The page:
In prior posts, CPR recommended the importance of identifying your organization's culture. The posts noted that the organization's culture is likened to your organization's personality. For a small business owner, this may signify that the organization functions the way the founder and or current CEO functions. So yes, it begins with the type of leader you are. As a reminder, a toxic leader fosters toxicity. Conversely, a transformational leader fosters a more creative and positive work environment. Now that we have reviewed the basics, this series aims to lead you and your organization to create a cohesive, high-performance team. Let's first get into the nuts and bolts of Organization Culture (OC).
Today, there are many models to OC; CPR's post focuses on the Father of OC Edgar Schein. Dr. Edgar Henry Schein was a professor at the MIT Sloan School of Management with specialties in organization management. Edgar Schein states, "Organizations do not adopt a culture in a single day. Instead, it is formed in due course of time as the employees go through various changes, adapt to the external environment, and solve problems. They gain from their past experiences and start practicing them every day, thus forming the culture of the workplace. The new employees also strive hard to adjust to the new culture and enjoy a stress-free life."
Schein proposed that three levels exist within an organization, where the OC takes form and is most visible; they are (1) Artifacts, (2) Espoused Beliefs and Values, and (3) Assumptions. Believe it or not, whether you are virtual or operate within a brick-and-mortar, your style, colors, and dress code are all signals categorized under artifacts. Similarly, your mission, vision, and value statement are typically given to a new employee and transmit what Edgar Schein defines as your espoused values. Lastly, the assumptions and beliefs held by you and your employees are driven by their perceptions, thoughts, and feelings. While OC has different levels when working with larger organizations, such as subculture and micro-culture, CPR focuses on the organizational culture within small businesses. The below model illustrates the degree of visibility for each level.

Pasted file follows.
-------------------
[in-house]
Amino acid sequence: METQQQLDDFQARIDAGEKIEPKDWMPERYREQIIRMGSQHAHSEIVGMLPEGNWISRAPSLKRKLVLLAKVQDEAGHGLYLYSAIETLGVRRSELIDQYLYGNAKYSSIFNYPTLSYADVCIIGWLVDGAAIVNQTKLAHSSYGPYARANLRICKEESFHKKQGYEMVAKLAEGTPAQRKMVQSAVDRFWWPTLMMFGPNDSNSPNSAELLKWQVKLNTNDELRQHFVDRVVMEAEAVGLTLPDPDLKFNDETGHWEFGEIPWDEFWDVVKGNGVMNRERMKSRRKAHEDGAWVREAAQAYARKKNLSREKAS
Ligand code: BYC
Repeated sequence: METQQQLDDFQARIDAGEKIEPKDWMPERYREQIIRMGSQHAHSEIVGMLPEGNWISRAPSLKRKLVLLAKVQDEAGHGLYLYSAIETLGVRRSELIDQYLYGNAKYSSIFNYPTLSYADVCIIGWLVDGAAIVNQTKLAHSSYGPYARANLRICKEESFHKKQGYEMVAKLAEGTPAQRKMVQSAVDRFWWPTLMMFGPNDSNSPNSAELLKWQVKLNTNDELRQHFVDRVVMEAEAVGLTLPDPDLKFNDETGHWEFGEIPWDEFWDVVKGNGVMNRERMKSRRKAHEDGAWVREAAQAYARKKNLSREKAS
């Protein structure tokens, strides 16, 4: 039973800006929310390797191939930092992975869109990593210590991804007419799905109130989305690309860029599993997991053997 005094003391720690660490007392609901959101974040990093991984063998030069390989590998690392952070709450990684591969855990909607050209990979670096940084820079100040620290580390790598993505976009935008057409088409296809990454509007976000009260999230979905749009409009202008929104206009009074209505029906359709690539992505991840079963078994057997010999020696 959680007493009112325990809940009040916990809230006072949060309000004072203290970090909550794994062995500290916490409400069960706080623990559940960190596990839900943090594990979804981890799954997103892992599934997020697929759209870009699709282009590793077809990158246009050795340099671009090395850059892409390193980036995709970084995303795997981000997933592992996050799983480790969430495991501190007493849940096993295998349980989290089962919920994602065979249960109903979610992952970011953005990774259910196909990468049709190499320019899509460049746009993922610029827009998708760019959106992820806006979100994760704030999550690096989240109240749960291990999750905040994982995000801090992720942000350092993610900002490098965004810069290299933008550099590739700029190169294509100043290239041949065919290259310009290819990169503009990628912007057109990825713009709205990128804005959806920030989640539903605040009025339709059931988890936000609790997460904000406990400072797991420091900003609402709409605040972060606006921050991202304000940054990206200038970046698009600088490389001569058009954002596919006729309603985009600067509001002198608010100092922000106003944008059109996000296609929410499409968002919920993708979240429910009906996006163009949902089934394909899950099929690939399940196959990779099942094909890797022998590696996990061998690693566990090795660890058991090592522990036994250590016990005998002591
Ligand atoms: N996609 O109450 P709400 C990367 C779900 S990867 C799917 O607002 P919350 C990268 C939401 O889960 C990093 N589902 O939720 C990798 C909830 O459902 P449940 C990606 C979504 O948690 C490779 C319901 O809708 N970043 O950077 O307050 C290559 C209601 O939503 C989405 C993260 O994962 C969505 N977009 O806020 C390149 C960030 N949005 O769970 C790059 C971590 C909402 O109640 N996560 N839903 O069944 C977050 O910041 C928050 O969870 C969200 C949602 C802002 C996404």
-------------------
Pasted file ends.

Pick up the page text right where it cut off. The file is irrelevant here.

Schein defines Artifacts as tangible, overt, or verbally identifiable elements in any organization. Architecture, furniture, dress code, and office jokes exemplify organizational artifacts. Artifacts are the visible elements in a culture, and a visitor can easily detect them. Now that we have a better understanding of the first element, Artifacts. Do you know what your OC conveys to a potential customer, contractor, surveyor, investor, collaborator, or visitor? If not, the below exercise will assist with your organization assessment. In the exercise below, you can easily make changes as a small business owner if you identify a negative cultural flag.
This series requires self-reflection on the part of the leader. From the definition of the artifact element stated above, what message does your organization convey? During your zoom meetings, do you have your logo in the background? In your business office, do you have the slogan visible? Is your office furniture leather, wood, glass, or crates? As the leader, do you have a sign on your office door that reads, do not disturb? Do you have a typewriter in your office? Do you depend exclusively on a typewriter to communicate information? Are your files in place, or do you have a chaotic file room? Do you have tons of paper, or do you have a scanning system to archive files? Since CoVID, telecommuting has become one of the new norms. Are your employees working from home allowed to attend meetings in their jammies?
While this blog can only touch the surface, as a leader CPR's one-on-one coaching is available where you can conduct a deep dive into the world of organization management. For now, take your time to respond to the questions above, document your responses, reflect on them and ask why your responses are positive or negative. This might be the key to opening the door of the unknown. Stay tuned.